And on top of that there’s now so much software complexity most of it is merely scaffolding and not functional (e.g. look at a modern browser, it’s all scaffolding, all the way down). This also drives bloat due to economic reasons: it’s just not economically feasible to write good, tight software, when a buggy prototype from a write-one RAD tool will do the job “well enough”.

    Also the implication that hardware is inadequate comes from manufactured/fake impatience with the more visible “press” only interested in technobabble and junk facts and figures that don’t significantly impact on functionality. In many cases these are just part of the PR machine to sell more hardware themselves, and the most of the rest are caught up in the ride like kangaroos in a set of headlights. (no, i’m not implying anything here 😉

  5. @Marius Cirsta
    If the physics allows then it can always be solved given enough money – which just means finding a big enough market. Connector-less docking is already possible which makes it practical.

    Heat is the only physical barrier left preventing a true pocket-to-desktop-to-pocket machine (on the hardware side). And solving that “only” requires a connectorless heatsink and enough power control to throttle fast enough so that you can pick it up without being burnt/frozen. The latter is more or less there and the former doesn’t seem insurmountable.

  6. @Marius Cirsta
    You make some good points. I’ve jsut rememeber a demo from ARM last year @

    Where they put the smartphone on a wireless charging desk, and it switches to desktop / tablet mode, connects to a display via Miracast, and Bluetooth mouse and keyboard automatically. If you receive a phone call you can take it back in your hand and it become a smartphone again.

    About having two separate devices, I assumed that people would rather buy a $600 phone with desktop capabilities than buying for instance a $500 phone and $500 computer for convenience and save money, as long as the experience is the same, which is clearly not the case today. Anyway these are just speculations about the future, and we’ll have to see how things turn out.

  7. All these new phones have very attractive specs but basics like photo camera and video, they are not good at all, better stick with known names.

  8. @cnxsoft
    I do not think that phones will be docked to replace the PC.

    Most probably the TV at home will allow to add keyboard and mouse to the screen, and the storage in the phone will be synchronized to that kind of home computer.

  9. @cnxsoft depends on the person and sectors you look at.

    If work pays for your phone, you won’t want to be using it outside of work hours
    (unless you want your work monitoring you 24/7, which a lot of companies will do)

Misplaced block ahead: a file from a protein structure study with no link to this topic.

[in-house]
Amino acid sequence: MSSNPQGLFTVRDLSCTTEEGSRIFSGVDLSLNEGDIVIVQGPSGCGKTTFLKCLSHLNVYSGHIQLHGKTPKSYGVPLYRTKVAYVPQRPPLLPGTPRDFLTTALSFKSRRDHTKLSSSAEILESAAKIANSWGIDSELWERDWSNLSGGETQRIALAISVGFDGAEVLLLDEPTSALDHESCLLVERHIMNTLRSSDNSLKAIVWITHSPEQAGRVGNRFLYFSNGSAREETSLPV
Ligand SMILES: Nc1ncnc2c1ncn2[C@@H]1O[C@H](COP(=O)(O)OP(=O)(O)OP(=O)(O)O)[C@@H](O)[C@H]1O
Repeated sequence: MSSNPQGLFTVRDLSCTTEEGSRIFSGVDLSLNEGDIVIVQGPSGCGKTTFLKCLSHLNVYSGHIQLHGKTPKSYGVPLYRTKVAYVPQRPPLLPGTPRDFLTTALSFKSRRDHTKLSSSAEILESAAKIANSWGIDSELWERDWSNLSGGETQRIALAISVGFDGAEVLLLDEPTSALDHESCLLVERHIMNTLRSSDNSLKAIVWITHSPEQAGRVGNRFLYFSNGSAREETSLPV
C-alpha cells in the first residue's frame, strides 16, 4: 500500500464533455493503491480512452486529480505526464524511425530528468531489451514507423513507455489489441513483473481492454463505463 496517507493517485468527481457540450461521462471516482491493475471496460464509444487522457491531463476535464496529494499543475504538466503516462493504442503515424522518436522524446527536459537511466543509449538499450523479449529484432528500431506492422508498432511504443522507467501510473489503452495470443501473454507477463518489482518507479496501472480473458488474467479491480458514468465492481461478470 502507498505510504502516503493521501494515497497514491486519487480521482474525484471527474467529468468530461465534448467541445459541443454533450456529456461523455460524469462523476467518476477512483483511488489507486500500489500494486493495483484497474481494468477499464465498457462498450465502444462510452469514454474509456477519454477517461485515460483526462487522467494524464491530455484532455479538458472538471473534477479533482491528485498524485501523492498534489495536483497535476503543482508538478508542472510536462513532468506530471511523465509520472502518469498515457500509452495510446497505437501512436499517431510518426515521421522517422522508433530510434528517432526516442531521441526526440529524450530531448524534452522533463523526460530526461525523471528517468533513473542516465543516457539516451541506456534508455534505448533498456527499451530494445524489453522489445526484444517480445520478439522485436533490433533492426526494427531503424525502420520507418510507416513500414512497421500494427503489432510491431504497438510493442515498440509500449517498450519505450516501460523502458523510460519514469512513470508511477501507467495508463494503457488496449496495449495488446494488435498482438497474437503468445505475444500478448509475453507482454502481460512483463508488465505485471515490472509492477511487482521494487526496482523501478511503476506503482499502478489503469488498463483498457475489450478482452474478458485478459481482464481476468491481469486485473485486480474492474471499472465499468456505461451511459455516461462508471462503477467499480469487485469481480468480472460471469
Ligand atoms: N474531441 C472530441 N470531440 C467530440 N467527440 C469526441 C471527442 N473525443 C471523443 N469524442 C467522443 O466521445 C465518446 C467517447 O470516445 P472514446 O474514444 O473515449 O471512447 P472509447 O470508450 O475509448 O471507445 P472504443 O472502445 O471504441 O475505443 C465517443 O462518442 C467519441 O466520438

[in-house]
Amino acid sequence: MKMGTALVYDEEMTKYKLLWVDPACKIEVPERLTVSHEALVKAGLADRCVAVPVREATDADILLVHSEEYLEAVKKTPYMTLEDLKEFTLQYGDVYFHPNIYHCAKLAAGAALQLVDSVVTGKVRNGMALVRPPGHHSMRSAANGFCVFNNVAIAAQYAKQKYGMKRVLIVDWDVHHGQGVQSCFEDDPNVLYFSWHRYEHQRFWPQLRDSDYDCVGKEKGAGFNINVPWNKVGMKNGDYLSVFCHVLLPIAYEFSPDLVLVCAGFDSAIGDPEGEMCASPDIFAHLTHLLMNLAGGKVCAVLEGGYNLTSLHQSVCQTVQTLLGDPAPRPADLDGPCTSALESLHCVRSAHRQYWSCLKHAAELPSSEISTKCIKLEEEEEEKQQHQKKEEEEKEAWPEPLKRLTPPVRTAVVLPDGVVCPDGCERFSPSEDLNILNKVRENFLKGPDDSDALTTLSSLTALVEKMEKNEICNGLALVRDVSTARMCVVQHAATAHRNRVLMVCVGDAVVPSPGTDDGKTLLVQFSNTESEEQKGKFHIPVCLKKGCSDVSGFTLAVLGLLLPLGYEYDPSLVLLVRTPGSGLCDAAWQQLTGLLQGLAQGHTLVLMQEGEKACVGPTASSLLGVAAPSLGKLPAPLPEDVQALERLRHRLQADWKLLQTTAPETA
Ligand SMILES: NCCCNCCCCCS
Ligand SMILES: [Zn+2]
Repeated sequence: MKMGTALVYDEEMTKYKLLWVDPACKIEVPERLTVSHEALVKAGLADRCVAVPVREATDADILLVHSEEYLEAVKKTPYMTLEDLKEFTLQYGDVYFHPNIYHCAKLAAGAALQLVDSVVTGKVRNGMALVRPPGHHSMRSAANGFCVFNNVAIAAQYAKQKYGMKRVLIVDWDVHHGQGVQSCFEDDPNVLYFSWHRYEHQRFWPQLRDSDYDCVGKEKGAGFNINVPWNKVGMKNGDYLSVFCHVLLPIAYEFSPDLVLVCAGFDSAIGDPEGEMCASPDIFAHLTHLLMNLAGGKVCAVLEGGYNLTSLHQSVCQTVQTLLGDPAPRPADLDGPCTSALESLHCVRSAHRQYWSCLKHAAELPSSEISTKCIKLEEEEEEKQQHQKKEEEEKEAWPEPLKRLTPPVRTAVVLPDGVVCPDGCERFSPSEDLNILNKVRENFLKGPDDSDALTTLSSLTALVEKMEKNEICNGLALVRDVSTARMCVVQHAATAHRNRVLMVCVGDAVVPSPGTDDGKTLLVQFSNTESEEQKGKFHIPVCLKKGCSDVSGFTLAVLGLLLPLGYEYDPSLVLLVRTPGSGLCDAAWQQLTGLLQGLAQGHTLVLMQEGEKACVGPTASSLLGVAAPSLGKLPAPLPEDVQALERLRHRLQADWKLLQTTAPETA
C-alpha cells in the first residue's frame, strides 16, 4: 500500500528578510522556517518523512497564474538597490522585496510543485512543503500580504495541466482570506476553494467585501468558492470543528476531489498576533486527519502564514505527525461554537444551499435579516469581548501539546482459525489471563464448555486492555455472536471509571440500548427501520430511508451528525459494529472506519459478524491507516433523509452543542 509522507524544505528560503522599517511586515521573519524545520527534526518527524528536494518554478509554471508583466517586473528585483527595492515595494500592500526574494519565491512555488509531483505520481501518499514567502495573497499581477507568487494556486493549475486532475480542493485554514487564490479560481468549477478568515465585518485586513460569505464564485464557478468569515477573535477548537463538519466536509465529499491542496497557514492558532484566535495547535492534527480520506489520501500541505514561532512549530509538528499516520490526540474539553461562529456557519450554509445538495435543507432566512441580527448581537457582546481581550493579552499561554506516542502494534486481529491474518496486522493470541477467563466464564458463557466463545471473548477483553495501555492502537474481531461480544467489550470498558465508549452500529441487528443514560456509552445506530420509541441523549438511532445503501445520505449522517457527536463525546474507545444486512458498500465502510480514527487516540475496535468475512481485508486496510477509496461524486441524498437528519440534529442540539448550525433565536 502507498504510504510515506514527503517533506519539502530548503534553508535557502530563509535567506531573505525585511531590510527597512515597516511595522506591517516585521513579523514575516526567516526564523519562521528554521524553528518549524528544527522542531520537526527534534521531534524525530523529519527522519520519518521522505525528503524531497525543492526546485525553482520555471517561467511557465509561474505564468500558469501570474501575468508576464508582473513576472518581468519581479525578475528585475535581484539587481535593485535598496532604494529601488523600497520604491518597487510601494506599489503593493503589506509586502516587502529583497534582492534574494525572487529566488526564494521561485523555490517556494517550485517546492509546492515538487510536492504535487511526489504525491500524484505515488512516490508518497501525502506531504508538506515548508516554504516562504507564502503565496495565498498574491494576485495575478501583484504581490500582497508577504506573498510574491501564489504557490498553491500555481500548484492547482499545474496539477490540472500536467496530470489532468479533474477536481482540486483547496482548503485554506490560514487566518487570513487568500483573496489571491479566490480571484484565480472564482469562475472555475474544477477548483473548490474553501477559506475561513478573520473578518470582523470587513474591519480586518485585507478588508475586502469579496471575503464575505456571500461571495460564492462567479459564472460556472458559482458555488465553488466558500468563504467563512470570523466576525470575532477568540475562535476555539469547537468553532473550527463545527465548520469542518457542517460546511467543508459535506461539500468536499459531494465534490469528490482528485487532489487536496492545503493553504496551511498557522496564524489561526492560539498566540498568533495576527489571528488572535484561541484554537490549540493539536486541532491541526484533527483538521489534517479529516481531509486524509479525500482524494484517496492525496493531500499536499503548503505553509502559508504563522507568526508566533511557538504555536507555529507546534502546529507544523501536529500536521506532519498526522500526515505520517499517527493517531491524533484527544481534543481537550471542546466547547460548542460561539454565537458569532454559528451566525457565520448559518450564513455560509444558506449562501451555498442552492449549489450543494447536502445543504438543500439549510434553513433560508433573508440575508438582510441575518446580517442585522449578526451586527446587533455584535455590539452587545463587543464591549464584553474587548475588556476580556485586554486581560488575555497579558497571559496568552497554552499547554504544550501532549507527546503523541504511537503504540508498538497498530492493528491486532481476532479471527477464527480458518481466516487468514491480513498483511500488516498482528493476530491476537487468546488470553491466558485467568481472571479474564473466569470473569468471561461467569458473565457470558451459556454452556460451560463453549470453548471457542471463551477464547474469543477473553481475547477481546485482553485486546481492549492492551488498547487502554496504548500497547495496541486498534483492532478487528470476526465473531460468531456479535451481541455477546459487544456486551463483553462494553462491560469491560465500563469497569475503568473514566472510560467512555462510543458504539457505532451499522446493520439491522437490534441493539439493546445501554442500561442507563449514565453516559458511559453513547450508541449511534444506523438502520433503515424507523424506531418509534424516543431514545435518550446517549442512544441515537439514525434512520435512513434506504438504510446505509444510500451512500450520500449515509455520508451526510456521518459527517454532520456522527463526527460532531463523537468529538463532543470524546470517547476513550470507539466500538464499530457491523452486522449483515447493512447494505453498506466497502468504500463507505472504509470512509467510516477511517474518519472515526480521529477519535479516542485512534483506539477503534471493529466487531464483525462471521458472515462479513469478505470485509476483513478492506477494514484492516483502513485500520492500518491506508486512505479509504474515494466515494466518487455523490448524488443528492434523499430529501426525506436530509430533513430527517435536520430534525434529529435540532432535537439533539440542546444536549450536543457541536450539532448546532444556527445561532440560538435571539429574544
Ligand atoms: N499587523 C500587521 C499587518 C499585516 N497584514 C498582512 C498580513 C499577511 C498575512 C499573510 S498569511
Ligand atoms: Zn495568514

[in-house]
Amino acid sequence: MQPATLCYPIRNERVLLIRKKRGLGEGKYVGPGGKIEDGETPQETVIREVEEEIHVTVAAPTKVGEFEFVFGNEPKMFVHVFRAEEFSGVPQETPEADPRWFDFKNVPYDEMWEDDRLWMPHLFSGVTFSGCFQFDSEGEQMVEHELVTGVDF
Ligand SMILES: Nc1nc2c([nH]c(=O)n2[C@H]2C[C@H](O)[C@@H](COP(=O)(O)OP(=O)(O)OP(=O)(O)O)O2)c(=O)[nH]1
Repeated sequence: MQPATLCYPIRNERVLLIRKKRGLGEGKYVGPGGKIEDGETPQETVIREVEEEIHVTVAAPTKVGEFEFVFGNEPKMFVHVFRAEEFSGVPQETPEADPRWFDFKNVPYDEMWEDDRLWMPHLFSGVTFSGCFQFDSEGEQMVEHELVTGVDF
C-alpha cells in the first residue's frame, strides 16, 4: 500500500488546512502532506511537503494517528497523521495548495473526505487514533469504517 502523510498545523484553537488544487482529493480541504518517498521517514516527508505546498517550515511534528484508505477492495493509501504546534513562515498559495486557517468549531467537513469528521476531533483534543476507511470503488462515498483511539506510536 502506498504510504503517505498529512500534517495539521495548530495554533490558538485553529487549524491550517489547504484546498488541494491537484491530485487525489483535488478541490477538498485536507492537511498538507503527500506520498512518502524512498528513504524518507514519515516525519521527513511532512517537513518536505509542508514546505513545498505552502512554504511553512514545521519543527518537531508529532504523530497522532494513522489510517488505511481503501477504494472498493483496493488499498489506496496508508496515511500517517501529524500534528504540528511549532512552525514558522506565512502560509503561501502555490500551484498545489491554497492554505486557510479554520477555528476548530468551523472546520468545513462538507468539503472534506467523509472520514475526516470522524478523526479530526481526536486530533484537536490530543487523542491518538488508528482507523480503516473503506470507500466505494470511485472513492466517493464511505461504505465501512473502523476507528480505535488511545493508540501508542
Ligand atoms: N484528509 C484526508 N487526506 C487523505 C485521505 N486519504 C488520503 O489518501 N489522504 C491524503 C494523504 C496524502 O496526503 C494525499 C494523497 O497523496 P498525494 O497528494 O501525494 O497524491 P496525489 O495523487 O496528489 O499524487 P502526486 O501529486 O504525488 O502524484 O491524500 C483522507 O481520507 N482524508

and also most companies that provide a phone also provide a pc.

    For work with byo devices, companies don’t know what apps people have ,so
    then need to provide virtualised “desktops” , citrix, vmware etc
    so you have a standardised desktop with all employees having the software they need.

    More likely docking for some home users.

    For some of us having multiple devices is the point, to ensure one device isn’t a single point of failure
    for work (especially if on call or out of the office or at remote sites). Separate phone, tablet, laptop, ereader and usb battery pack and thats not including extra stuff for rural or remote site visits

  10. That first sentence (and larger argument) is pretty silly. No one cares if phones outright replace PCs. The meaning of the term post-pc is that we have moved beyond a single type of personal computing device. Smartphone sales have already eclipsed PC sales. No one is saying PCs will go away, but hoping for the specs of a phone to match those of a PC is a pretty roundabout way of making sure your battery dies real fast. Can’t imagine what crap battery life the “world’s first” 4GB RAM phone might have. Note they only mention the battery capacity.. not life.

    thanks for blogging though!! love the info.

  11. nicholas :
    No one is saying PCs will go away, but hoping for the specs of a phone to match those of a PC is a pretty roundabout way of making sure your battery dies real fast.

    Incidentally, Zenfone 2 has a bad reputation about battery charge lasting…

  12. I wonder what Android build (x86) is it from? Intel, Asus or based on Android-x86? Any inside info about hacking this device? And how about the Google Play Store, does it detect if an specific Apps runs only in ARM?
    Yeah, so many questions…. I am curious. If this had an HDMI port would it be a great device to run Ubuntu…